The Economic Roots Of Beta Climates

May 30, 2009


Big Corporate Bias (Wrong Macro View) Hampers Asset Allocation Results

It is what it is! The quote below is from Yves Smith of Naked Capitalism on July 7, 2008. It comes from her article titled: "Lehman, Deutsche Bank Strategists Predict Best 6 Months for S&P Since 1982."

"Since I seldom am the bearer of upbeat news, I thought I'd pass along the cheery forecast from market strategists at Lehman and Deutsche Bank, namely, that the Standard & Poor's 500 Index will have its best six months since the second half on 1982 in the second half of 2008."

Little commentary is needed to show how the Street was too sanguine just as we began to fall into the abyss on August 7, 2008, which was exactly one month after the above call. The rest is history, as is Lehman Brothers! In 2008, stocks experienced their worst half of any year since 1931. Sometimes we need bad news.

Figure 6 presents more 2008 folly. Here are the equity year-end forecasts of Wall Street strategists presented in Business Week on December 20, 2007, in "Where to Put Your Cash in 2008." The average forecast was for the Dow Jones Industrial Average and the S&P 500 to close 2008 at 14,569 and 1,612. They closed at 8776.39 and 903.25. Rob Arnott of Research Affiliates at 12,500 and 1,350 came closest to actual results. Tom McManus of Banc of America won the prize in 2007 by forecasting the S&P at 1,465 (yellow highlight). His wide miss in 2008 makes it likely that he was betting on serial correlation and not fundamentals when making his forecast.


Figure 6. Business Week's Wall Street Strategists Survey For 2008


The consensus failed miserably in 2008! Here is more folly from Where to Put Your Cash in 2008. Tobias Levkovich, Chief U.S. Equity Strategist at Citigroup (C) expected S&P 500 reported earnings to rise 5.2%. They fell by a whopping 58.3% and are down 83% from their 2007 peak. David Bianco, Chief U.S. Equity Strategist at UBS Investment Research (UBS) made this brilliant observation: "2008 will bring clarity on U.S. economic health and the sustainability of robust earnings growth that the S&P 500 has generated in recent years." How can they miss the worst financial crisis since the Great Depression? In December 2007, could they have not at least suspected a typical recession where earnings fall by 15%-20% and equity prices decline 25%- 35%? The handwriting was on the wall for all who chose to read it.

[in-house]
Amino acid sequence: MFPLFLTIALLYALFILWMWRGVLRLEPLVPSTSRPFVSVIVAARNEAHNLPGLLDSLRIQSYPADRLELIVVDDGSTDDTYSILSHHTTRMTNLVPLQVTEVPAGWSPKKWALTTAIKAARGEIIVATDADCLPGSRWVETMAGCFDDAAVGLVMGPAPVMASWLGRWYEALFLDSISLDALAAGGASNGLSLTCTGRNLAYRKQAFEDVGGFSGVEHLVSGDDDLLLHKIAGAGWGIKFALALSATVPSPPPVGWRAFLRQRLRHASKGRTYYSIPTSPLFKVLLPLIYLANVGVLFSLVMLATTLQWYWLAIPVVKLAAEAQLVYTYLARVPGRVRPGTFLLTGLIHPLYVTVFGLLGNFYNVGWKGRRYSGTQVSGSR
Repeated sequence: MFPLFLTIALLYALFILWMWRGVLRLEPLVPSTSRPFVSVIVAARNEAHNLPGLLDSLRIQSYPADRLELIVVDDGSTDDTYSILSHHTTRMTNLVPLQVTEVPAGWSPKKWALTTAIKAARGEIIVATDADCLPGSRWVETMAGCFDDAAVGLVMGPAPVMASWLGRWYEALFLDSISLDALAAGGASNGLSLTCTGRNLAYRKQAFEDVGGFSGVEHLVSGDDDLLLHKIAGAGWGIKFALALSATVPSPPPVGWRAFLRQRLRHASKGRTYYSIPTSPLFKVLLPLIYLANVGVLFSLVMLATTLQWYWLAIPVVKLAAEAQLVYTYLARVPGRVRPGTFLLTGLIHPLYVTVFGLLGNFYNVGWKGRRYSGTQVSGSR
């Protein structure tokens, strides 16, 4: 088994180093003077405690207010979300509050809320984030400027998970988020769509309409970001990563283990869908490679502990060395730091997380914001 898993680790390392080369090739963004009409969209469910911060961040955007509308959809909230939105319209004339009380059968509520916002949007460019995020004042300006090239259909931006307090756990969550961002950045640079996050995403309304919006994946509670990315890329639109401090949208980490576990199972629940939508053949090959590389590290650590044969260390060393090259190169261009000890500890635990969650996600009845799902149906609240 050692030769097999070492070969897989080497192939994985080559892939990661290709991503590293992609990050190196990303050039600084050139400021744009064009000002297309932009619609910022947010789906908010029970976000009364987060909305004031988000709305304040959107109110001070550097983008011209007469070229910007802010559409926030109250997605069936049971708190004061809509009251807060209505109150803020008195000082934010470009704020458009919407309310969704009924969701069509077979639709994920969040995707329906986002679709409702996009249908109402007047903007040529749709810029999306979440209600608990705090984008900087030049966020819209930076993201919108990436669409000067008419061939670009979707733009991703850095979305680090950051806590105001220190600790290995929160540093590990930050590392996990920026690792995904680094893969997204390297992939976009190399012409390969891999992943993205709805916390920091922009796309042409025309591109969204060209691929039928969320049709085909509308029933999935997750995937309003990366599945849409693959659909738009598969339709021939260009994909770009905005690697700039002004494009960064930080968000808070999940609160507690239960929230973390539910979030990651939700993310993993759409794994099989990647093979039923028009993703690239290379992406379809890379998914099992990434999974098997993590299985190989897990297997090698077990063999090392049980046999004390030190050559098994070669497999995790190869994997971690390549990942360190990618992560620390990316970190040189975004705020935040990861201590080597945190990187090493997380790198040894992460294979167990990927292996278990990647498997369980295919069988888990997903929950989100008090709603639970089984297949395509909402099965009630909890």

Street Pros make the big bucks to get it right. You would think that with all of their resources and contacts that they could have heard the train wreck coming. I can excuse their blindness but not their deafness too. My views in December 2007 were bearish. I was only looking for a 25% to 35% recessionary decline off the October 2007 highs sometime in 2008. I only got more bearish as the crisis accelerated.



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